2. Mild, Medium, or Hot Giardinera (Spelling...help please) from Bari's Italian Deli.

                          3 Replies
                          1. re: boucherie

                            Wow, you guys really hit it out of the ball park, thanks for all the great suggestions! There is such a wide array of products in Chicago but there is not enough time for me to try everything so it's great to have them pointed out to me.
                            I was already planning a trip to Fox & Obel (must try those cinnamon rolls that you speak so highly of) and the Green City Market (whoo hoo, will be in town on the 23rd). I love exploring local products so will definitely check out some of the items mentioned.
                            The pizza idea is great but might be difficult to fly back home with. I will just have to eat it in Chicago ;)
                            Lastly, thank you all again for the suggestions and for looking out after me. Will definitely not travel with liquids and check in my bag :)
                            I have 7 days worth of eating to do in Chicago, will report back later, take care!

                            1. re: Ani

                              As per my suggestion, cheaper and easier to have pizza shipped home.

                              1. re: ferret

                                After your visit you might want to check out the http://www.tastesofchicago.com/?gclid... web site, as suggested here by ferret, nxtasy and yours truly.
                                It should satisfy any Chicago cravings you might have down the road. I have sent some of these items to ex-Chicagoans around the country with good effect!
                                Have a great time and hope you find some treasures.

                          2. Oh my goodness. I grew up in Chicago and am living in Minneapolis now. There are so many things I'd like to take home from visits. I don't know what you have available where you are now but one of my favorite places is D'Amato's Bakery, it's Italian. I recently brought home focaccia, pizza slices, and cookies. I brought a large storage container for the pizza and it travelled fine. I cannot get anything close to the taste and quality of their products here in Minneapolis...perhaps you can where you live.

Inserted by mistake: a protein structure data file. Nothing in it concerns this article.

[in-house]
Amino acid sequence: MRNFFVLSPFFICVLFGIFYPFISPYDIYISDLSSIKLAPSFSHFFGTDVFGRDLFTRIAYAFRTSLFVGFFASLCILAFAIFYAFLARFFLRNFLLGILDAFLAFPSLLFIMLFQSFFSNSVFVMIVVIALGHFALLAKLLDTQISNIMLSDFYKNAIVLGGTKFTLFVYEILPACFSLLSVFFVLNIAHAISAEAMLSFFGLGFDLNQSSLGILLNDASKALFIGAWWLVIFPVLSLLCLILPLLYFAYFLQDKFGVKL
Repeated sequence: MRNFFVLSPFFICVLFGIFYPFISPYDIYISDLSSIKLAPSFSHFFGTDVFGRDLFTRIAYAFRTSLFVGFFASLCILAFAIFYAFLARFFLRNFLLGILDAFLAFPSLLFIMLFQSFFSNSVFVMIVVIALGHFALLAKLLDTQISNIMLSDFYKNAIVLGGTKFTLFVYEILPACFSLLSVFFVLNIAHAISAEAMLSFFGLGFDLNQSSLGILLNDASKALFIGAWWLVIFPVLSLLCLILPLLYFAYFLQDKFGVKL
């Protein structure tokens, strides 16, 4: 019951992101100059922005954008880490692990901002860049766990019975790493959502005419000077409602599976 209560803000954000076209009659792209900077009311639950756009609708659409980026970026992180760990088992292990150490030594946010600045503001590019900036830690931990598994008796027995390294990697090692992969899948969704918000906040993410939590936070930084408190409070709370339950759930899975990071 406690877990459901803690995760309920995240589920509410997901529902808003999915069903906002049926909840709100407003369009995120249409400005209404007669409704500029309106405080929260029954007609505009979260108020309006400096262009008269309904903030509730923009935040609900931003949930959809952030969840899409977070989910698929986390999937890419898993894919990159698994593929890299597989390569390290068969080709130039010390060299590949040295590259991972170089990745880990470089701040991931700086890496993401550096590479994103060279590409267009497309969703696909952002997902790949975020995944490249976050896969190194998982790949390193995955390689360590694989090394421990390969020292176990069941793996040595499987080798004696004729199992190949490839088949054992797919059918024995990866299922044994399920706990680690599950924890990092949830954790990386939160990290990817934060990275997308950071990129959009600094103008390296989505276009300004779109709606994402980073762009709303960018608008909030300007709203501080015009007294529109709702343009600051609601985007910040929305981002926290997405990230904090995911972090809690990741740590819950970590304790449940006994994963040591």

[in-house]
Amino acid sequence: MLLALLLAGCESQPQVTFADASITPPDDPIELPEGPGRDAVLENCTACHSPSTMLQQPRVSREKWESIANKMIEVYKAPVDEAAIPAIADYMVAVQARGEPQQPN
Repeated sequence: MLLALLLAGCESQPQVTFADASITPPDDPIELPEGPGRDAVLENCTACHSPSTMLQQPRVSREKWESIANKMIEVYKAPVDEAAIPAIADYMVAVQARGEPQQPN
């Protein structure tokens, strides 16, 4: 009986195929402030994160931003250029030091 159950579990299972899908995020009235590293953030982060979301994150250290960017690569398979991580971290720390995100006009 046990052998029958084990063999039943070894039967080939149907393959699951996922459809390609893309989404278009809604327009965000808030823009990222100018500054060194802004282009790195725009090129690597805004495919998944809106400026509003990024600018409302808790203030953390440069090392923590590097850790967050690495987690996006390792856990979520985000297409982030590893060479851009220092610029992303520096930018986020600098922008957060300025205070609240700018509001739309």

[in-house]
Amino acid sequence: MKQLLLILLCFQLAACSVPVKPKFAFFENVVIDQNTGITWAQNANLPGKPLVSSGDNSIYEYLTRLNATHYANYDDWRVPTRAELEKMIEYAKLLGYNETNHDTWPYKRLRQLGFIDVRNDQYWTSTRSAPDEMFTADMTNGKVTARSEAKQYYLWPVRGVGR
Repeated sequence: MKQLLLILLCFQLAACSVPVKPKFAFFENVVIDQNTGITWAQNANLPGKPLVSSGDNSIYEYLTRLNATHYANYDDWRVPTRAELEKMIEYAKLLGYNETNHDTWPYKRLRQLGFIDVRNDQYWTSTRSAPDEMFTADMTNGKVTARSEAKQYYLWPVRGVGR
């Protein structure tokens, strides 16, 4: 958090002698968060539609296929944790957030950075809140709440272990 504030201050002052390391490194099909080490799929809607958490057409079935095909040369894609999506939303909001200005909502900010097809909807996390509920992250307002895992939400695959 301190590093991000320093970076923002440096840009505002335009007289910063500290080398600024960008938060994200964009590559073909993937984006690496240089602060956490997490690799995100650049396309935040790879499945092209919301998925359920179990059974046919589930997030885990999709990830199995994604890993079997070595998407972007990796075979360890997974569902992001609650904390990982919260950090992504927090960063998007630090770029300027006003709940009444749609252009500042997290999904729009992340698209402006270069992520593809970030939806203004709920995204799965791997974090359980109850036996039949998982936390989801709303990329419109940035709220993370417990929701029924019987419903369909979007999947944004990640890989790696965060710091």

5 Replies
                            1. re: scarter66

                              D'Amato's does an excellent whole wheat Italian bread too.

                              Locals in the north suburbs who don't want to go all the way to D'Amato's in the city can buy their products at Market Place on Oakton in Skokie. They often run out of the whole wheat by late afternoon.

                              1. re: nsxtasy

                                Do they have the pizza and focaccia there too? That is so much closer to where I usually stay when I visit. On the other hand, I just enjoy going to the bakery as it brings back so many wonderful memories.

                                And I agree, their bread is great.

                                1. re: scarter66